Junius Morel's reasons for relocating to Harrisburg are not definitely known. He wrote in 1838 of his earlier efforts, while in Philadelphia, to guarantee the right of suffrage for African Americans through a strong political campaign, "But a vain temerity on the part of some, and a suicidal apathy on the part of others, prostrated my designs at that period."36 It is entirely possible that, knowing that the issue of African American voting rights was likely to be debated in the next state constitutional convention, Morel decided to move closer to the state capital, in order to better agitate on behalf of retaining the franchise.

The question of whether Pennsylvania should hold a convention to propose amendments to the state constitution was on the November 1835 ballot, just months after Junius and Caroline Morel moved to Harrisburg. Proposed constitutional changes restricting the African American franchise were advocated by reformers in Pennsylvania state politics who had gained power when Andrew Jackson won the state ten years earlier. These "reformers" were openly hostile toward abolition and African American rights. In that regard, it is probable that Morel, seeing the political climate in Pennsylvania swinging decidedly away from a continuing progression of African American rights, and feeling burned by earlier experiences in Philadelphia, decided to "go for the new experiment," in Harrisburg.

By the time that Junius Morel brought his "new experiment" to Harrisburg, the anti-slavery sentiment had been simmering for a few years, but had not yet taken on a public persona. Activities were confined to highly secretive and risky behavior, such as the aiding of fugitive slaves, and private discussions among the town's few abolitionists. Social acceptance of abolition among the white population was non-existent, and those whites who advocated for the slave found little sympathy among their neighbors. One important exception was the Rutherford family, whose estates spread across many acres of rich farmland in the outlying townships.

When family patriarch William Rutherford, Sr. began sheltering fugitive slaves who showed up at his Swatara Township farm, possibly as early as 1820, he was able to deflect the disapproval of his neighbors by virtue of his already well-established reputation for moral and religious vigor. His father had been a local hero of the Revolution, and William Rutherford himself served in the military during the War of 1812, ultimately attaining the rank of colonel. He entered politics and served terms as a state representative from 1810 to 1821, and from 1829-1831. Historian William Henry Egle described him as "one of the most influential men of his day in the county of Dauphin."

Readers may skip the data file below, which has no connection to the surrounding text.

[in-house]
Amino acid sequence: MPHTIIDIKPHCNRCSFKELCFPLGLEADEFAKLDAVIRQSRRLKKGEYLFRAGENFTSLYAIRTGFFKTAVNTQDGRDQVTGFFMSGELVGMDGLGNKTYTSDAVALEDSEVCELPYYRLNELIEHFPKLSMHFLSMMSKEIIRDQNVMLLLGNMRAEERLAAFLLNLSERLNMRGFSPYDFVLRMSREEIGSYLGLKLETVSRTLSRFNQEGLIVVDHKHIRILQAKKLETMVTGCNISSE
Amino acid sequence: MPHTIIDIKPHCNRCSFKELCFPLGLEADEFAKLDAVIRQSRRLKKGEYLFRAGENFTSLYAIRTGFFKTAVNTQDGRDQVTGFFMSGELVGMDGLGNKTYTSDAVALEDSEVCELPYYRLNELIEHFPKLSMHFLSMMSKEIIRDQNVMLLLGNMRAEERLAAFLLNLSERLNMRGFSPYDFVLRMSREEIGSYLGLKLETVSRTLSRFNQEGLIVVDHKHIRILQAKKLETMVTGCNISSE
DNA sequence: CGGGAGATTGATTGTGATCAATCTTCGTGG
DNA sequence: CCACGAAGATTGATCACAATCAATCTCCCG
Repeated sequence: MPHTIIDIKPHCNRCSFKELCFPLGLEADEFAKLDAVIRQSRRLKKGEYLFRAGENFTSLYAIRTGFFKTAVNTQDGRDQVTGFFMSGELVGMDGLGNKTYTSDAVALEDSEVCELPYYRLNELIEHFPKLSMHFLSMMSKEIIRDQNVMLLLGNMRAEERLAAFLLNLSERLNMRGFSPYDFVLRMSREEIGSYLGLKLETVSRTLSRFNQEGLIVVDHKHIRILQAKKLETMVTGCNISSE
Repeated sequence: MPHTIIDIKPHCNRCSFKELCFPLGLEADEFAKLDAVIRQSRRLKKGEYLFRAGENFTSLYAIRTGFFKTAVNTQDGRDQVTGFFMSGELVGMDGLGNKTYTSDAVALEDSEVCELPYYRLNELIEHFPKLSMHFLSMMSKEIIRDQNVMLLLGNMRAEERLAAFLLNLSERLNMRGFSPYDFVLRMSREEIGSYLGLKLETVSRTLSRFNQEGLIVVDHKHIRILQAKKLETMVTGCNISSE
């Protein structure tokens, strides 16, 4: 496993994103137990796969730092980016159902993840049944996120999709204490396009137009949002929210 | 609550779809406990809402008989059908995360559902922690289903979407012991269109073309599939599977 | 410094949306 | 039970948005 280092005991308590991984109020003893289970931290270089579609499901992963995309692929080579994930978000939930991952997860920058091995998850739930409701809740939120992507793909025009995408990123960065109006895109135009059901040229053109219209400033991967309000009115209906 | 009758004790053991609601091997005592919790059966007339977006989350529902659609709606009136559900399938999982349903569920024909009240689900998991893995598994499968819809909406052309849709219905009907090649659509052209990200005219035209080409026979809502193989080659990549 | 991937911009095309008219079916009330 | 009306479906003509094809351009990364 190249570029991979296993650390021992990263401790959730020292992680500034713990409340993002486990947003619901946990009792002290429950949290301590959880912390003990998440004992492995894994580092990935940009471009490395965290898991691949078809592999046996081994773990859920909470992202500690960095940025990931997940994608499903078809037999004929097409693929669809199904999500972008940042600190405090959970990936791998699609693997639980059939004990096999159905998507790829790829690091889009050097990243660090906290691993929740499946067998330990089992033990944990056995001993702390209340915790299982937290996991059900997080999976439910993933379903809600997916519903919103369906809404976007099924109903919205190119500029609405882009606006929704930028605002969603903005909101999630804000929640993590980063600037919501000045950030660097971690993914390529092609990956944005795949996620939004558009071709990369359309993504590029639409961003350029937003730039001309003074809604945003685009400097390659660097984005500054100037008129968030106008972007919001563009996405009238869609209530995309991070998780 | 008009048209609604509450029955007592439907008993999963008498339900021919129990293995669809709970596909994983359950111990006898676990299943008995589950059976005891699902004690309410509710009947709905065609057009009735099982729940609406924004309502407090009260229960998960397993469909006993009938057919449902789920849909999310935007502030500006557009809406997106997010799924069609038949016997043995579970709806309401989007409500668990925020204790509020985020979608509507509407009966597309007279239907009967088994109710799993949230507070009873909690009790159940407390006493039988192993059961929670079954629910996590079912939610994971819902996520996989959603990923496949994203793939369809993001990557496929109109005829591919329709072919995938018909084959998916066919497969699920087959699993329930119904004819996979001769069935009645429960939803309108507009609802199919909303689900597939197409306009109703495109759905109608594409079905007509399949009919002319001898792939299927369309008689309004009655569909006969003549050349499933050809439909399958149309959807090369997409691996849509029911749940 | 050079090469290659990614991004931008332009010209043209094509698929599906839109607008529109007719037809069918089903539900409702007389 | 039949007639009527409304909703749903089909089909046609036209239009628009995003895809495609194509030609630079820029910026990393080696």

William educated his children well, and they entered the legal, medical, printing, and political professions, all while maintaining substantial and successful farms to the east of Harrisburg. All of William Rutherford's children seem to have embraced anti-slavery to some extent. Many of them offered shelter and aid to fugitive slaves on their farms, which extended from a few miles outside of Harrisburg along the newly laid turnpike road, to the heights of Chambers Hill. Those farms formed the early nucleus of Harrisburg's rural Underground Railroad route, which, in 1830, was still largely undeveloped and very haphazard in its operation. With the arrival of Junius Morel in Harrisburg, that early operation, along with all of Harrisburg's organized anti-slavery activities, was about to undergo a dramatic change.

Charles B. Ray Visits

In the summer of 1839, the multitalented publisher, abolitionist, and minister, Charles Bennett Ray, visited his "learned friend Morel" in Harrisburg. In a letter to his partner, co-owner of the abolitionist newspaper Colored American, Phillip A. Bell, Ray noted that Harrisburg "suits my notion better than any I had seen since my leaving Philadelphia." During a stroll through town, Ray and Junius Morel decided to visit the Capitol, intent upon obtaining the ear of some state legislators, but found it closed and vacant, the lawmakers having deserted town for cooler locales. So instead, the abolitionist publisher turned his attention to arranging a series of meetings with local African American citizens in the hopes of obtaining subscribers to his newspaper, which was perpetually in need of funding. He was optimistic of success, having previously described Harrisburg's Black citizenry as quite unlike the people in most other places; they exhibited a very intelligent look, and a cheerful countenance, indications of a better heart. Morel helped to arrange meetings on two successive nights, at which Ray could preach, lecture, and make appeals for subscribers. The activist minister, however, was sorely disappointed, securing but ten subscribers among a population of some hundreds from his public appeals in town. Ray expressed his dismay to Bell, asking: